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Let $(\Omega, \mathcal{H}), (E, \mathcal{E})$ and $(F,\mathcal{F})$ be measurable spaces. Let $(E \times F, \mathcal{E} \otimes \mathcal{F})$ be a product space. Define the following three functions:

  1. $X:(\Omega,\mathcal{H}) \rightarrow (E,\mathcal{E})$
  2. $Y: (\Omega, \mathcal{H} \rightarrow (F,\mathcal{F})$
  3. $Z = (X,Y): (\Omega, \mathcal{H}) \rightarrow (E \times F, \mathcal{E} \otimes \mathcal{F})$

Now, I am trying to show that the following: $X:(\Omega,\mathcal{H}) \rightarrow (E,\mathcal{E})$ and $Y:(\Omega, \mathcal{H}) \rightarrow (F,\mathcal{F})$ are measurable $\Leftrightarrow (X,Y): (\Omega,\mathcal{H}) \rightarrow (E \times F, \mathcal{E} \otimes \mathcal{F})$ is measurable.

Here is my current work:

$(\Rightarrow):$

Since X and Y are both measurable, we have \begin{align*} Z^{-1}(E \times F) &= \{w \in \Omega: Z(w) \in E \times F\}\\ &= \{w \in \Omega:(X(w),Y(w)) \in E \times F\}\\ &= \{w \in \Omega: X(w) \in E\text{ and }Y(w) \in F\}\\ &= \{w \in \Omega: X(w) \in E \} \cap \{w \in \Omega: Y(w) \in F\}\\ &= X^{-1}(E) \cap Y^{-1}(F), \end{align*} so the function $Z(w)$ is measurable for any $w \in \Omega$.

$(\Leftarrow):$ On this part I'm stuck so I just wrote out my assumptions and what I want to show:

We assume $Z(w)$ is measurable, so we have $Z^{-1}(A) \in \mathcal{H}$ for all $A \in \mathcal{E} \times \mathcal{F}.$ We need to show that X and Y are measurable, i.e. $X^{-1}(A) \in \Omega$ for all $B \in \mathcal{E}$ and $Y^{-1}(C) \in \Omega$ for all $C \in \mathcal{F}.$

How can I finish the rest of this proof? Unfortunately, I couldn't find anything like of this in my book (Probability and Stochastics by Cinlar)

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  • $\begingroup$ You should really not use $E$ and $F$ to denote arbitrary sets in $\mathcal{E}$ and $\mathcal{F}$. This looks like it's causing you some confusion. Also what is $w$ and what does it mean when you say $Z(w)$ is measurable or that $X^{-1}(w)\in\Omega$? $\endgroup$ Mar 18, 2015 at 7:18
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    $\begingroup$ Yeah well, you can't use $E$ to denote the state space and at the same time be arbitrary sets of your sigma-algebra. $\endgroup$ Mar 18, 2015 at 7:23
  • $\begingroup$ $w$ is some element in the set $\Omega$. E and F are also sets, which together with their $\sigma$-algebras make up the two measurable spaces. Where am I using them as arbitrary sets of my sigma-algebra? $\endgroup$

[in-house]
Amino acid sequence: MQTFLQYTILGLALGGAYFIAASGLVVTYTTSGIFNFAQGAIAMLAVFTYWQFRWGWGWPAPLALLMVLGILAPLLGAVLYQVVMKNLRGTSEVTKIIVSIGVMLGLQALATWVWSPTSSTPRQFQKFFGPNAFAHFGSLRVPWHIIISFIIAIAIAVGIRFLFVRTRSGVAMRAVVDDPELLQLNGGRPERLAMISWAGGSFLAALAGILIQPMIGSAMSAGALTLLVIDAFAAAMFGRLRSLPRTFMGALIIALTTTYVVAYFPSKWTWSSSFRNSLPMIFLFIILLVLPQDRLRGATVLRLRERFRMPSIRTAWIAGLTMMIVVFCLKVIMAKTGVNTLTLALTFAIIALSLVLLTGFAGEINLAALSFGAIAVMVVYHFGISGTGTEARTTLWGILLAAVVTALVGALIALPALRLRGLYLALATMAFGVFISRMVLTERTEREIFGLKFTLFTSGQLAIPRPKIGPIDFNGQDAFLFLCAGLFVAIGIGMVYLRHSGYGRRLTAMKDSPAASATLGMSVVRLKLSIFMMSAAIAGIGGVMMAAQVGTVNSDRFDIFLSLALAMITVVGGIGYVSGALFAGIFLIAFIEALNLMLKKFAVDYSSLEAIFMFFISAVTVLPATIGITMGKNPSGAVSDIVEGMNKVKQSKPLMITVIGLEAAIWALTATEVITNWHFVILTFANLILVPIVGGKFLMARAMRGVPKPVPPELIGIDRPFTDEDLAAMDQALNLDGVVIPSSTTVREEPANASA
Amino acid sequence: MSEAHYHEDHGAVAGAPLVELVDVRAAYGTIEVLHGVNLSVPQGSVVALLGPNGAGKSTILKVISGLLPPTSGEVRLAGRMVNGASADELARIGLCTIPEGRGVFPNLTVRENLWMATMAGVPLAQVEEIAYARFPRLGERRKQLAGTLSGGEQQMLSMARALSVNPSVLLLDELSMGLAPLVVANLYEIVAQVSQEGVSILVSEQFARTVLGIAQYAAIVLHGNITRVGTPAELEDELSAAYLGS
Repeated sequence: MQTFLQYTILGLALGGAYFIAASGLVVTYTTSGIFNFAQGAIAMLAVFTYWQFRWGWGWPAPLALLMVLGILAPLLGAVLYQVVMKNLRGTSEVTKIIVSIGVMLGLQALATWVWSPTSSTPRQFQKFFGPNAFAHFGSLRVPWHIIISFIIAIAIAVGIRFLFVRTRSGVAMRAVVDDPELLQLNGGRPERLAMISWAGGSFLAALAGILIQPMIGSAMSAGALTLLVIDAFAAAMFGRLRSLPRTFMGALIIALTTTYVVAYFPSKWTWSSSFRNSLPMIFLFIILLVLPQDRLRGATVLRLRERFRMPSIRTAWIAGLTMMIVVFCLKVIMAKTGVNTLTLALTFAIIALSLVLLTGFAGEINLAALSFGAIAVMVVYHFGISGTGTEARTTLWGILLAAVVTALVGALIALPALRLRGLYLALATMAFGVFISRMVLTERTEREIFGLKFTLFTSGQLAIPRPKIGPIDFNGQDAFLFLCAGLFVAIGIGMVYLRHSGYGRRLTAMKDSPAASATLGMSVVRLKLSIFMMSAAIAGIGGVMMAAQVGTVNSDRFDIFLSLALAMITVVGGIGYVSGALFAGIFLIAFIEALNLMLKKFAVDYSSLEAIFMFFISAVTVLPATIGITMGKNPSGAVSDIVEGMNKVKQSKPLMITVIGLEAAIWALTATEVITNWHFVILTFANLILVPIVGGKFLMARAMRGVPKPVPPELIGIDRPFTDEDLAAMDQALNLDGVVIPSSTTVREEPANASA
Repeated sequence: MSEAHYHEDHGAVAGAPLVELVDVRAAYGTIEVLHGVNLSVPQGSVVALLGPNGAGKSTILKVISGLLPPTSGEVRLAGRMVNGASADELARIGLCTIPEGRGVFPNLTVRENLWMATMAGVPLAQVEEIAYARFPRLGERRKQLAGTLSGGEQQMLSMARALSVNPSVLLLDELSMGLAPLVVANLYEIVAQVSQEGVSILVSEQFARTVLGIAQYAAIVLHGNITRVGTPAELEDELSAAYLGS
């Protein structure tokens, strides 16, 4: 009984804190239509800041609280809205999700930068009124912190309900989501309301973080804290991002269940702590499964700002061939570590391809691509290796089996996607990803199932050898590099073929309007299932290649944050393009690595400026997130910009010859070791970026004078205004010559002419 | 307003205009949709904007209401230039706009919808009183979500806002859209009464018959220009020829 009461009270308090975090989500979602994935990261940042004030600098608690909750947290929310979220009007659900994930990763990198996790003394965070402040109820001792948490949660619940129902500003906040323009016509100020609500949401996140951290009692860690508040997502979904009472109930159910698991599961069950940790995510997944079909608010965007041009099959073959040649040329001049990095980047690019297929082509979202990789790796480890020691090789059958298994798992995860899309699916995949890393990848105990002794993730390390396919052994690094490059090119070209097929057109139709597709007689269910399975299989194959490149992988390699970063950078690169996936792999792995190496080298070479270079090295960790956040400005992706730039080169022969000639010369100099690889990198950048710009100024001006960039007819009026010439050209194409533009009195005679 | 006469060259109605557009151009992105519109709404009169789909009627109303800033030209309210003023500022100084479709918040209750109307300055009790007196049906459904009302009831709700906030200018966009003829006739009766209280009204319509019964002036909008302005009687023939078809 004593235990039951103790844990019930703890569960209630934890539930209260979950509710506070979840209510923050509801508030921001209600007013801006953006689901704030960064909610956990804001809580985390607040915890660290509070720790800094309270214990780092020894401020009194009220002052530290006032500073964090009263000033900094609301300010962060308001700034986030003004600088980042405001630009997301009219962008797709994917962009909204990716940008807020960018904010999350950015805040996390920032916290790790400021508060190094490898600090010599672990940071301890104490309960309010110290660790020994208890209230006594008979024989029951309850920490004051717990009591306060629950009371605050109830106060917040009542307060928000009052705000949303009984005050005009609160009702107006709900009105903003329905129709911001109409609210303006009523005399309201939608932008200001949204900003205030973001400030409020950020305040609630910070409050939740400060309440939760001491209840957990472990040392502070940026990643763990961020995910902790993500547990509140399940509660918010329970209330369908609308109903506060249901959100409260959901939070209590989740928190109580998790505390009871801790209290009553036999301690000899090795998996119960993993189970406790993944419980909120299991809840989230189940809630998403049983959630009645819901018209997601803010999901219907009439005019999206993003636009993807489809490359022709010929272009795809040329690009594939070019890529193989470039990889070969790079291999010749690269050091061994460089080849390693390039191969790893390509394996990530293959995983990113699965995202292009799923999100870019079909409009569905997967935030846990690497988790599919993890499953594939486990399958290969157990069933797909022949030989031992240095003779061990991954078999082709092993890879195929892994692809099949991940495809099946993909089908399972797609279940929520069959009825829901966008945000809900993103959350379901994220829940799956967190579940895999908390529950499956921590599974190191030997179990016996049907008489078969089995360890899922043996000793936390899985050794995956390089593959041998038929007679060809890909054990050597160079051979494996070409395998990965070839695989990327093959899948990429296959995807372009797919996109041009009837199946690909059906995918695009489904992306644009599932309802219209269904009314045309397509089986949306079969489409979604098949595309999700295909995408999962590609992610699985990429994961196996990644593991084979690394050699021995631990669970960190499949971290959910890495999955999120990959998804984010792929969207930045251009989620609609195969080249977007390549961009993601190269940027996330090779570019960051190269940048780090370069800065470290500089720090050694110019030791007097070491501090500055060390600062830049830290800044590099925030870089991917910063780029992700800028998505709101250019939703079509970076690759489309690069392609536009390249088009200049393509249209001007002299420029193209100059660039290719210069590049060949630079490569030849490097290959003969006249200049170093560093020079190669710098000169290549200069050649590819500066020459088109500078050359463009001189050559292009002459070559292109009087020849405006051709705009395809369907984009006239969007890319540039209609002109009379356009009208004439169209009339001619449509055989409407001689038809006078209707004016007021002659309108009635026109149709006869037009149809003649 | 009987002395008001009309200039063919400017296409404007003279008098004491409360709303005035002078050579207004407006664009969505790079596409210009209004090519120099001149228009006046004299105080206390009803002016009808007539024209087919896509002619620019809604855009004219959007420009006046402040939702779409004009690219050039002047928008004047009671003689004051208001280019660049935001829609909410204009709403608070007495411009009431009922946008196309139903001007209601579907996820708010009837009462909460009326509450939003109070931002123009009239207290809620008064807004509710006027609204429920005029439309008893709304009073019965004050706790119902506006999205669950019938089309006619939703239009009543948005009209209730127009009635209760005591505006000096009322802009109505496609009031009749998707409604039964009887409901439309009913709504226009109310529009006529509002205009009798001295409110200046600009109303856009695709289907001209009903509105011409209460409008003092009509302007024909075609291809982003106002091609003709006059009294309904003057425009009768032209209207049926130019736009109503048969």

– Olorun
    Mar 18, 2015 at 7:34
  • $\begingroup$ If $w\in\Omega$ then quantities such as $X^{-1}(w)$ makes no sense. You're using $E$ and $F$ as arbitrary elements in the statement "$Z^{-1}(E\times F)\in\Omega$ for all $E\in\mathcal{E}$, $F\in\mathcal{F}$", no? Actually, the statement "$Z^{-1}(E\times F)\in \Omega$" makes no sense since $Z^{-1}(E\times F)$ is a subset of $\Omega$ (this has nothing to do with measurability). That $Z$ is measurable means $Z^{-1}(A)\in\mathcal{H}$ for all $A\in\mathcal{E}\otimes\mathcal{F}$. $\endgroup$ Mar 18, 2015 at 7:40
  • $\begingroup$ Ahh, I agree..I have updated my question accordingly. $\endgroup$
    – Olorun
    Mar 18, 2015 at 7:54

1 Answer 1

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Hint. Given $e \in \mathcal E$ (that is $e$ is a subset $e \subseteq E$, note, as Stefan commented, that you named the whole set $E$ already) we have $$ Z^{-1}(e \times F) = \{ \omega \in \Omega \mid Z(\omega) \in e \times F \} = \{\omega \in \Omega \mid X(\omega) \in e \} $$ (as $Y(\omega) \in F$ holds because of $Y \colon \Omega \to F$). Along the same lines $$ Z^{-1}(E \times f) = Y^{-1}(f), \quad f \subseteq F $$

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  • $\begingroup$ I'm a little bit confused - is your hint for the $\Leftarrow$ part of the proof? $\endgroup$
    – Olorun
    Mar 18, 2015 at 7:59
  • $\begingroup$ Yes it is ... if $Z$ is measurable, $Z^{-1}(e \times F) \in \mathcal H$ for each $e \in \mathcal E$. As $X^{-1}(e) = Z^{-1}(e \times F)$ this implies ... $\endgroup$
    – martini
    Mar 18, 2015 at 8:05
  • $\begingroup$ this implies that $X^{-1}(e) \in \mathcal{H}$. Then I could do the same for $Y^{-1}(f)$. Hope it understood it correctly.. Also, should I write $e \subseteq E$ or $e \in E$? Since technically $e$ is a subset, using $\in$ feels a little wrong. $\endgroup$
    – Olorun
    Mar 18, 2015 at 8:25
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    $\begingroup$ $e$ is a subset of $E$, but an element of $\mathcal E$. $\endgroup$
    – martini
    Mar 18, 2015 at 9:02

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